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Comments»

1. WillFull - September 4, 2008

Just wanted to comment and say that this is an *excellent* post. Thanks for taking your time and putting this one to words, Doug. I do not have any kids, so I can’t claim any experience as a father of children, but I am keen on issues regarding child abduction and safety, following news and blogs related to the topic. As a child growing up in a rural area (which I feel is just as dangerous as any suburb or city street corner), the occasions in my life where I was free to explore unencumbered by any adult were common. I think that being on my own allowed to build those skills important to assessing and handling with situations. Granted, I’ve had some close calls (usually due to my own stupidity, nothing to blame my parents for), but luckily I was a tough kid and was able to work my way through it. Not being smothered by my parents’ “protection” showed me how to take care of myself, not running back to mama crying. And while people like Evie seem to harbor on the negative based on her experiences, I like to dwell on the positive about my rearing and think instead of all the square mileage of exploration around my home that I accomplished, the people I met, the things I saw. Getting ‘out there’ definitely made me a better person. Gawd knows what I would be like if my mom tried to enshroud me in ‘safety’ by buffering my every move and action.

2. Meredith - September 4, 2008

Yours would have to be a big-ass sticker, especially if you put the animals on there too!

3. Cathy - September 4, 2008

That’s why we need a bus.

4. Doug McCaughan - September 4, 2008

WillFull, well said! As I observe helicopter parents and children on short leashes growing up in fear, I often wonder what they will be like as adults. How their curiosities are being smashed to the cry of “don’t do that! You might get hurt.” and how that will impact our scientific and technological advancements in the future. What kind of laws will these children pass in the name of “safety” and what freedoms will they give up without a single thought?

Meredith and Cathy, originally we thought the bus should be painted in flowers but yesterday Cathy brilliantly deduced it should be tye dyed! Now we just need the bus..and it should be electric…with solar panels on the roof…and a windmill for the hood ornament. Sure GM wants to sponsor us! We can do reality tv as well as the quintuplets!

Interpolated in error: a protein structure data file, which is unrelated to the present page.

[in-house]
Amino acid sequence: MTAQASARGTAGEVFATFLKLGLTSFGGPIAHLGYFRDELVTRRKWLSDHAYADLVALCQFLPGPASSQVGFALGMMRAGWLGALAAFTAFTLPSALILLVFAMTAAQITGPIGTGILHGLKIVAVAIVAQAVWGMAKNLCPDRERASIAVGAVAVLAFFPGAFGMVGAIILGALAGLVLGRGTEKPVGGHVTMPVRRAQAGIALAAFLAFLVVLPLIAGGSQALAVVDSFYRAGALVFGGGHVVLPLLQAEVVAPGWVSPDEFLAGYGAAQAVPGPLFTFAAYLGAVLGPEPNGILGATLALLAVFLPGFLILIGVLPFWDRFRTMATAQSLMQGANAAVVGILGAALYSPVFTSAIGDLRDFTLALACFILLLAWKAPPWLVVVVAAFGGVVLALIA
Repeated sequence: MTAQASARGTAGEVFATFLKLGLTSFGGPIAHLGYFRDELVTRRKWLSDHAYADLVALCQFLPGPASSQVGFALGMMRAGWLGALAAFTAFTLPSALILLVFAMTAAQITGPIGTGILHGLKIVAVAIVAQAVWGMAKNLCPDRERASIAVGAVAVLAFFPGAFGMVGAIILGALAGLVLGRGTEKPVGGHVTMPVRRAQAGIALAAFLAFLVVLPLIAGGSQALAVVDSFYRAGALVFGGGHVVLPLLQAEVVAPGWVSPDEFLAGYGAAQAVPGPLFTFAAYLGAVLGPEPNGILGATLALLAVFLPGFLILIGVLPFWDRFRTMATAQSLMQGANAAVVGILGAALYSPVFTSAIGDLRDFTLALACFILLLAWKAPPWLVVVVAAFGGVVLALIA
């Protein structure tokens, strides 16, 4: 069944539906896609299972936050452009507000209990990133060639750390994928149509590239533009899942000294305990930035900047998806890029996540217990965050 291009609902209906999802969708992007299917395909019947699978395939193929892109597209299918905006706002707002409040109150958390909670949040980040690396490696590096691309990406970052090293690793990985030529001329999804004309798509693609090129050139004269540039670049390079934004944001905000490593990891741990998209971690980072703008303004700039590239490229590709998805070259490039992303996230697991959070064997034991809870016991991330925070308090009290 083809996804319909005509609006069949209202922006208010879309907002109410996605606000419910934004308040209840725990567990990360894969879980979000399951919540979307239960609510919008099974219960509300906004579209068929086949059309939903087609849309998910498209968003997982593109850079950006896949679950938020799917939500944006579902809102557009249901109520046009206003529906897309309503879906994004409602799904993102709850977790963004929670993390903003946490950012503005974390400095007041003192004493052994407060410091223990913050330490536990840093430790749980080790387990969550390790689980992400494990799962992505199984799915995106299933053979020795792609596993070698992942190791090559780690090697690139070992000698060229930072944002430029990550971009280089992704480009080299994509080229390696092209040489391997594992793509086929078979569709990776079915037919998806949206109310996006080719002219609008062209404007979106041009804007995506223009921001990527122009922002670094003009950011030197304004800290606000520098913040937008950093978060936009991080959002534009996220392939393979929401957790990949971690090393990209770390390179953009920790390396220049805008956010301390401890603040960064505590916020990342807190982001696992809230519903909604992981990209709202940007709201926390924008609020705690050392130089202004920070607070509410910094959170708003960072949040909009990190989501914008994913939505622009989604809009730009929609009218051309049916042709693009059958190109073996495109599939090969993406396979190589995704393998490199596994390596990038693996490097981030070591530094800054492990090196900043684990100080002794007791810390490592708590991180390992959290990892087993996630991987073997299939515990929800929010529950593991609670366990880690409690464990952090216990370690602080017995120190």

5. Dean - September 5, 2008

I remember riding our bikes, just the two of us, to Ashworth’s soda fountain when we lived in Cary. I turned seven after moving from Cary, so at the oldest I was six, riding with my nine-year-old brother. Admittedly we don’t know our neighbors like we used to, and society has changed, but it is amazing to think how much freedom to roam we truly had.

6. Dean - September 5, 2008

Oh, also, maybe if they made a vicious dog sticker instead of the cute one that may protect the sticker children from the bad people.

7. Doug McCaughan - September 5, 2008

I’ll have to check the maps, but I think that distance was about 2 miles one way. I was 6 going on 7, 8 and 9 going on 10 when we were in Cary. We were also allowed to come home to an empty house, find the hidden key, let ourselves in, fix snacks, leave a note, and head off to fight dragons in the woods without supervision. I guess that might be called “latchkey” or you could call it “trust” but I’m not sure that I would be comfortable leaving a single digit to their accord while I was out.

8. Tim - September 5, 2008

well done mate – lets keep doing our part to make the internet safe for our kids by leading the way digitally – and our neighbourhoods safe by allowing our kids to roam free – i like what you wrote

cheers

9. Jennifer - January 23, 2010

I’m not a mom, but have two nieces and have thought about this trend toward protectiveness a lot.

People tell me that the world has gotten more dangerous. I seriously suspect that the world is the same as it ever was, we’re just more aware (because media is so effective at keeping its job) of what the dangers are.

I couldn’t agree more with your point that life is for living. Of course we don’t want to see children hurt, but what does it help them if we don’t teach them to stretch and to take calculated risks? I suspect that causes more harm in the end when they try to live a safe adulthood.

I’m glad that my mom kicked us out of the house and we had to come home from playing for supper. I think my generation (X) is the last to have experienced this.

Thanks for the call to arms.